There are no completely untraceable poisons. There are, however, some chemicals that are more difficult to detect than others, including arsenic, selenium and plants such as deadly nightshade and oleander.Know More
Toxicology tests are not normally sensitive enough to detect the types of poisons listed above. If, however, foul play is suspected in a criminal investigation, then further testing is conducted, and the poisons are most likely to be detected.
Its discreteness and potent nature give arsenic the title of "king of poisons." As it is extremely difficult to detect, it is often used as murder weapon and is featured as a common trope in literary fiction.Learn More
Iron rusts when it comes in contact with oxygen and water. It rusts faster in acid rain and salty water. Both oxygen and water are necessary for rusting, which is an oxidation reaction.Full Answer >
Aluminum reacts with oxygen to form a layer of aluminum oxide on the outside of the metal, according to HowStuffWorks. This thin layer protects the underlying metal from corrosion caused by oxygen, water or other chemicals. Aluminum burns in oxygen with a white flame to form the trioxide aluminum (III) oxide, says WebElements. Chemists write the chemical reaction between aluminum and oxygen as: 4Al+ 3O2 = 2Al2O3.Full Answer >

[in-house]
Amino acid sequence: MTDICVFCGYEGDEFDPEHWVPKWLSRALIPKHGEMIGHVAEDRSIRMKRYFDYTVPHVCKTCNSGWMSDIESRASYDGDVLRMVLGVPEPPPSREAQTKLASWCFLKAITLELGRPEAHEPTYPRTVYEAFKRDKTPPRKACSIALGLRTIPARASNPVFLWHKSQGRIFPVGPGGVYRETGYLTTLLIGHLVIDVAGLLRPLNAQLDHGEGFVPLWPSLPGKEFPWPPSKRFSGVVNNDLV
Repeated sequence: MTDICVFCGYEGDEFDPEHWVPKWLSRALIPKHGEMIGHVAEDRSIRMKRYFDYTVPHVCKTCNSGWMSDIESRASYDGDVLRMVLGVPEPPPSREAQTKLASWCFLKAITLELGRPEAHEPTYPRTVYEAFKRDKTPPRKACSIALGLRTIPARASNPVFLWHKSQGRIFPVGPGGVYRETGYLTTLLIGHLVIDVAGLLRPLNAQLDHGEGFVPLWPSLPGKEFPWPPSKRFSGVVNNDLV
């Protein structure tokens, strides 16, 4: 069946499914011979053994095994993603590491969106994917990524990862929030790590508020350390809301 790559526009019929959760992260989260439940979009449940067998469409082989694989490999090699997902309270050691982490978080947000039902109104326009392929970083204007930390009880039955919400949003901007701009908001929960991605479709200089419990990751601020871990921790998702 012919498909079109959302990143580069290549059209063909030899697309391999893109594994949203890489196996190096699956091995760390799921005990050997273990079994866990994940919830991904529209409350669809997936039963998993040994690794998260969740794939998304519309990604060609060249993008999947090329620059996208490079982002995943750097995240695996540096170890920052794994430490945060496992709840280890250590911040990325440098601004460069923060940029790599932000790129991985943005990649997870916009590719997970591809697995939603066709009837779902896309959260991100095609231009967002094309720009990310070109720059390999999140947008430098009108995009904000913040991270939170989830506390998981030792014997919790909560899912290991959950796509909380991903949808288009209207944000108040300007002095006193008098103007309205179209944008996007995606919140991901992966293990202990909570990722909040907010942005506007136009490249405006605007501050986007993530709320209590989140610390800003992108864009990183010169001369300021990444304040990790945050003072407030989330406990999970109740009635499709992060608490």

Boron was discovered in 1808. French chemists Joseph-Louis Gay-Lussac and Louis-Jaques Thénard and English chemist Sir Humphry Davy independently isolated the element, and all three are credited with its discovery.Full Answer >
Noble gases are inert due to their complete electron shells. Their stable atomic structure makes the energy required to add or remove an electron prohibitively high, so the noble gases do not form compounds in natural conditions.Full Answer >